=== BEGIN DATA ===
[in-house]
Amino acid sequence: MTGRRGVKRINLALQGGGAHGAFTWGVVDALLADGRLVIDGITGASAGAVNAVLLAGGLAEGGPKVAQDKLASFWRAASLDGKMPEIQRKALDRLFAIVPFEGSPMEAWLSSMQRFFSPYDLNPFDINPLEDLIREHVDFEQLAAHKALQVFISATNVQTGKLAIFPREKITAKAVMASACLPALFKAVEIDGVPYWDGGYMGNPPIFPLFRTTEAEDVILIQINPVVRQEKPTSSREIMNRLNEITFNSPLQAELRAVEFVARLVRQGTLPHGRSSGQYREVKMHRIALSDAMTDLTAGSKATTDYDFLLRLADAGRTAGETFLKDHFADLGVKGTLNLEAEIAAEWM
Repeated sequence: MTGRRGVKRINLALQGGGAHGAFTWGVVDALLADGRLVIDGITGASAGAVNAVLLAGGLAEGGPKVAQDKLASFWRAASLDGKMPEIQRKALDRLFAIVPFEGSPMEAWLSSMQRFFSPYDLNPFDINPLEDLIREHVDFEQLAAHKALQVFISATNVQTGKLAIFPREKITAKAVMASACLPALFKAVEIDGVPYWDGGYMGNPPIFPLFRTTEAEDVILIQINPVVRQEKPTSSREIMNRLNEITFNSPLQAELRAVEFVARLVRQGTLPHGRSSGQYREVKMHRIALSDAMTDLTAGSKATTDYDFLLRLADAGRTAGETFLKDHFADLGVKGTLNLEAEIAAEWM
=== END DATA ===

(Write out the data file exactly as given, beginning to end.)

[in-house]
Amino acid sequence: MTGRRGVKRINLALQGGGAHGAFTWGVVDALLADGRLVIDGITGASAGAVNAVLLAGGLAEGGPKVAQDKLASFWRAASLDGKMPEIQRKALDRLFAIVPFEGSPMEAWLSSMQRFFSPYDLNPFDINPLEDLIREHVDFEQLAAHKALQVFISATNVQTGKLAIFPREKITAKAVMASACLPALFKAVEIDGVPYWDGGYMGNPPIFPLFRTTEAEDVILIQINPVVRQEKPTSSREIMNRLNEITFNSPLQAELRAVEFVARLVRQGTLPHGRSSGQYREVKMHRIALSDAMTDLTAGSKATTDYDFLLRLADAGRTAGETFLKDHFADLGVKGTLNLEAEIAAEWM
Repeated sequence: MTGRRGVKRINLALQGGGAHGAFTWGVVDALLADGRLVIDGITGASAGAVNAVLLAGGLAEGGPKVAQDKLASFWRAASLDGKMPEIQRKALDRLFAIVPFEGSPMEAWLSSMQRFFSPYDLNPFDINPLEDLIREHVDFEQLAAHKALQVFISATNVQTGKLAIFPREKITAKAVMASACLPALFKAVEIDGVPYWDGGYMGNPPIFPLFRTTEAEDVILIQINPVVRQEKPTSSREIMNRLNEITFNSPLQAELRAVEFVARLVRQGTLPHGRSSGQYREVKMHRIALSDAMTDLTAGSKATTDYDFLLRLADAGRTAGETFLKDHFADLGVKGTLNLEAEIAAEWM